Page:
• Melatonin 

A hormone that occurs naturally in your body, melatonin is becoming increasingly popular as a supplement to promote good sleep. This hormone released by your pineal gland is instrumental in managing your sleep-wake cycle. Being exposed to light at night can disrupt your melatonin supply.  

The research is young, but melatonin supplementation may help you to get your sleep schedule back on track, particularly if it has been disrupted by work or jet lag. 

Over-the-counter melatonin is banned for usage in the United Kingdom, specifically owing to the lack of quality control of these supplements. 

But that doesn’t mean you can’t access it safely and legally. You can get it through prescription from your doctor for short term usage. 

Over-the-counter sleep aids

While it’s advisable to navigate serious sleep challenges under the guidance of your healthcare practitioner, there are over-the-counter options that can help.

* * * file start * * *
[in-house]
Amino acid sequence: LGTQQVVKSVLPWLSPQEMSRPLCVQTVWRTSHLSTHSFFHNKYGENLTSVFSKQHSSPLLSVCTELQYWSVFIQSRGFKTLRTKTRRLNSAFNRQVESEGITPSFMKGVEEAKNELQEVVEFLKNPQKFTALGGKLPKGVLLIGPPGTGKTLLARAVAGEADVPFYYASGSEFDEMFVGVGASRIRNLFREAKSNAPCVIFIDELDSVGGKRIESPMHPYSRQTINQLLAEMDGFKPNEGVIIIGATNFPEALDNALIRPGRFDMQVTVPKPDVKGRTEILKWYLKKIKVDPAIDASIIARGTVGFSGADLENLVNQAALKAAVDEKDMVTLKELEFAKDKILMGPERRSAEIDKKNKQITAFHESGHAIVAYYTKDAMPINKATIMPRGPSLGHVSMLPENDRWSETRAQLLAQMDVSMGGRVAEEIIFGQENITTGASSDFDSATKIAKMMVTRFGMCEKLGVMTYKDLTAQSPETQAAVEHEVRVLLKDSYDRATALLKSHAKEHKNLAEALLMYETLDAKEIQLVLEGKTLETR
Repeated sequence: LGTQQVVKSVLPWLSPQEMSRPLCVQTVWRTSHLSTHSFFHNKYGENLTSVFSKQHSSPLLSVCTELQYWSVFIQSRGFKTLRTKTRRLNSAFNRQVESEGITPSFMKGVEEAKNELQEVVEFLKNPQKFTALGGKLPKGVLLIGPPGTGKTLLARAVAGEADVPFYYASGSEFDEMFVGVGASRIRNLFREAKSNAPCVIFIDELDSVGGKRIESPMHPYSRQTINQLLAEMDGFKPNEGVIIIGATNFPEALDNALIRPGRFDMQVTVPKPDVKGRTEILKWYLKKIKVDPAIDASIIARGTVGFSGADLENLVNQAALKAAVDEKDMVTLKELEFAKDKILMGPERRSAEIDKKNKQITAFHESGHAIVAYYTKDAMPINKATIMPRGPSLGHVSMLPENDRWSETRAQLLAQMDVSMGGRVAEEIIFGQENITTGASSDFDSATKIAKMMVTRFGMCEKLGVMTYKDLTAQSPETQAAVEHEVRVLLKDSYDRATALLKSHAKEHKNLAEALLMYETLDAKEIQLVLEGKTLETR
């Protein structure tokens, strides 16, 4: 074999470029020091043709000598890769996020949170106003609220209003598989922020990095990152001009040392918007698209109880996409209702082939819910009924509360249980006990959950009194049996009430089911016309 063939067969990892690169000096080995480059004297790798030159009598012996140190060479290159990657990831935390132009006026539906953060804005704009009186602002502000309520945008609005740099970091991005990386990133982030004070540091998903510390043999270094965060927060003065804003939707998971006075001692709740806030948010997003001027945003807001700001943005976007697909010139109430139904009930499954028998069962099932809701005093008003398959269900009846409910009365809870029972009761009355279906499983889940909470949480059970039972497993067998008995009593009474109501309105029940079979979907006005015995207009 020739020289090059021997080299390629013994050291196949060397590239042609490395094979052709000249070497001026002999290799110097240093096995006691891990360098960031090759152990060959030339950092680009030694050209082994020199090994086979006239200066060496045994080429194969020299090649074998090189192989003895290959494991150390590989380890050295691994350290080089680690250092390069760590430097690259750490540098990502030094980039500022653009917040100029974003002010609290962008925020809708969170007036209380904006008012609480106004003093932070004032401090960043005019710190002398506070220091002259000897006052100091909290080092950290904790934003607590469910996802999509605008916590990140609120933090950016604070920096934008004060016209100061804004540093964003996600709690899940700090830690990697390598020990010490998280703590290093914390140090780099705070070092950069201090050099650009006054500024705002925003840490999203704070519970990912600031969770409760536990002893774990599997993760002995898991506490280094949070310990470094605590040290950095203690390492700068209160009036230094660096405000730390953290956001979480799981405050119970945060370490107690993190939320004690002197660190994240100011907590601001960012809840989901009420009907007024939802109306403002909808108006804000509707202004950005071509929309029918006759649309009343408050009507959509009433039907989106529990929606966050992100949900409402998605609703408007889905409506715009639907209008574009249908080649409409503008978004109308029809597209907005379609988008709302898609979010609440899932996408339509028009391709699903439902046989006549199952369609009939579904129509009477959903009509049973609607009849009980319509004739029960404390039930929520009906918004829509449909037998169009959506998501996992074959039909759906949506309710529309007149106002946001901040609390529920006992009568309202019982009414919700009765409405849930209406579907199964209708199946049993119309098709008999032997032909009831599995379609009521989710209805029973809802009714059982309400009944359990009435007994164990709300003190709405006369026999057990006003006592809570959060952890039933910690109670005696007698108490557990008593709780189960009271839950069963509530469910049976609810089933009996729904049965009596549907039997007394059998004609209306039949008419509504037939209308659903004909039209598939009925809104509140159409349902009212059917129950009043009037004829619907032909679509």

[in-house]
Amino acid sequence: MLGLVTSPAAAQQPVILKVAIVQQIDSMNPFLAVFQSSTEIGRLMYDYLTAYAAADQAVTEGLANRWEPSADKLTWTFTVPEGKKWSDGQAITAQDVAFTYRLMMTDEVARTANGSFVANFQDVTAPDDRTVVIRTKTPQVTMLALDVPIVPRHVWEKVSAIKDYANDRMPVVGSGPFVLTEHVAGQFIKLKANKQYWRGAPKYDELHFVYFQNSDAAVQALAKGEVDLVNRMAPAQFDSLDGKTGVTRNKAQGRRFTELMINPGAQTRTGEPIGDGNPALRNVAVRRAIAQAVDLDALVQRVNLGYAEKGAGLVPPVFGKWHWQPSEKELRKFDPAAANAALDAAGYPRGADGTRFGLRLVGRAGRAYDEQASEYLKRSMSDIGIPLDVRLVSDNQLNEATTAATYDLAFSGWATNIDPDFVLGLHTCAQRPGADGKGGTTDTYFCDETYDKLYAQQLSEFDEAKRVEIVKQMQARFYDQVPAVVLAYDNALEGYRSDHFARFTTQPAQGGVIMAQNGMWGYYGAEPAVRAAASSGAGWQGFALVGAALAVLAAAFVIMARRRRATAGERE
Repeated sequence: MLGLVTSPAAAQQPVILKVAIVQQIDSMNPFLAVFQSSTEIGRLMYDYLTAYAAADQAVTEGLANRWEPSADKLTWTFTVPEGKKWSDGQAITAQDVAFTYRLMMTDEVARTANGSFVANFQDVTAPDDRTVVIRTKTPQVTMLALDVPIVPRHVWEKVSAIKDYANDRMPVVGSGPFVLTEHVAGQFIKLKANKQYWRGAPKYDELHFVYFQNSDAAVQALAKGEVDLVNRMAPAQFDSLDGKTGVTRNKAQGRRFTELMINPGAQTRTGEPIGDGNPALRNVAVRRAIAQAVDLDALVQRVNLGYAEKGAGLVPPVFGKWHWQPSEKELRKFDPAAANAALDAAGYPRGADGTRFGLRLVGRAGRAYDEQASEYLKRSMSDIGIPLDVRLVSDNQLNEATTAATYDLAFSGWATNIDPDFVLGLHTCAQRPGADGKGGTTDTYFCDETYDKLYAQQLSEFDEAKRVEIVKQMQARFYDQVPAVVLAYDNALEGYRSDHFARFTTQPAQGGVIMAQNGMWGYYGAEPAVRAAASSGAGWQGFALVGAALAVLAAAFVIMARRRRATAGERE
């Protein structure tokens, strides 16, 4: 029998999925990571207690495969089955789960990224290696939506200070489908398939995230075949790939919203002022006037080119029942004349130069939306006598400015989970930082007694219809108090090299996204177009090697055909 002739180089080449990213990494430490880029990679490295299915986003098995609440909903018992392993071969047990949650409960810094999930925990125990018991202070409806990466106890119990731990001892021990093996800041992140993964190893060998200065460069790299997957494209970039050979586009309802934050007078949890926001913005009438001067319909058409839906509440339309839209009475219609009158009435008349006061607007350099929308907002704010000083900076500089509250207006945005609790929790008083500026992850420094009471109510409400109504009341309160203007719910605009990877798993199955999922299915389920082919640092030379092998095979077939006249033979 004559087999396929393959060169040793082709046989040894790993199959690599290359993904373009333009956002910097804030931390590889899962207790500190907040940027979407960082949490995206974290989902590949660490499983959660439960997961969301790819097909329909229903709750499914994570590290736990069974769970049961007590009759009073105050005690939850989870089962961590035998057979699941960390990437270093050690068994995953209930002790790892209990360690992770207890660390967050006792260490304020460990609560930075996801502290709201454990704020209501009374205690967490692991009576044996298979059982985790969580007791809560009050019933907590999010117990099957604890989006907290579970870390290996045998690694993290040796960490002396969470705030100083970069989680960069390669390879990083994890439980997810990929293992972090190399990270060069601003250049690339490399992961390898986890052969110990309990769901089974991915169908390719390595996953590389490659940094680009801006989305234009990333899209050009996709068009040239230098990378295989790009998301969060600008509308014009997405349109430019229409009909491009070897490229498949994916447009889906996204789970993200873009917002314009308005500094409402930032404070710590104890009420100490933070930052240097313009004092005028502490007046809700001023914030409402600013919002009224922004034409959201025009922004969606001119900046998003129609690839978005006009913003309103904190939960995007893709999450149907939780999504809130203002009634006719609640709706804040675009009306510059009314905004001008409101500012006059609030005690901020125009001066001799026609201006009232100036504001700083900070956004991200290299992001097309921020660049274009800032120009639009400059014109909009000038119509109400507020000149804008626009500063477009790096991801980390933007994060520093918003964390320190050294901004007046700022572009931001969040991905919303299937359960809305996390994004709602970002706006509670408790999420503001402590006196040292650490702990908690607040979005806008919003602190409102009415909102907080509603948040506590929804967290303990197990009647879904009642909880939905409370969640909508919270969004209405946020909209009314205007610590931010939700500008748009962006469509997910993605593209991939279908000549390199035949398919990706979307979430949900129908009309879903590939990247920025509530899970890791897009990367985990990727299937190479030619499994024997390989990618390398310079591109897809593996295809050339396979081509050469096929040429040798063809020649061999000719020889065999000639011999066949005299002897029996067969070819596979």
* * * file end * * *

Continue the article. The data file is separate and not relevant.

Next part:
These include:

 Some over-the-counter sleep medications combine valerian root with other relaxing herbal ingredients such as hops and passion flower

  • Antihistamines. Typically used to treat hay fever and allergies, antihistamines are sometimes used for their sedative effects. 

It’s not a good idea to take antihistamines for an extended period to treat sleep trouble. You can quickly develop a tolerance to them, meaning you will have to take an increased dosage to have the same effect. 

They can also cause drowsiness that could last into the next day, as well as dizziness and dry mouth. Blurred vision and trouble urinating are also possible side effects. 

What are the side effects of sleeping pills?

While they can be a godsend for some, sleeping pills are not with serious risks.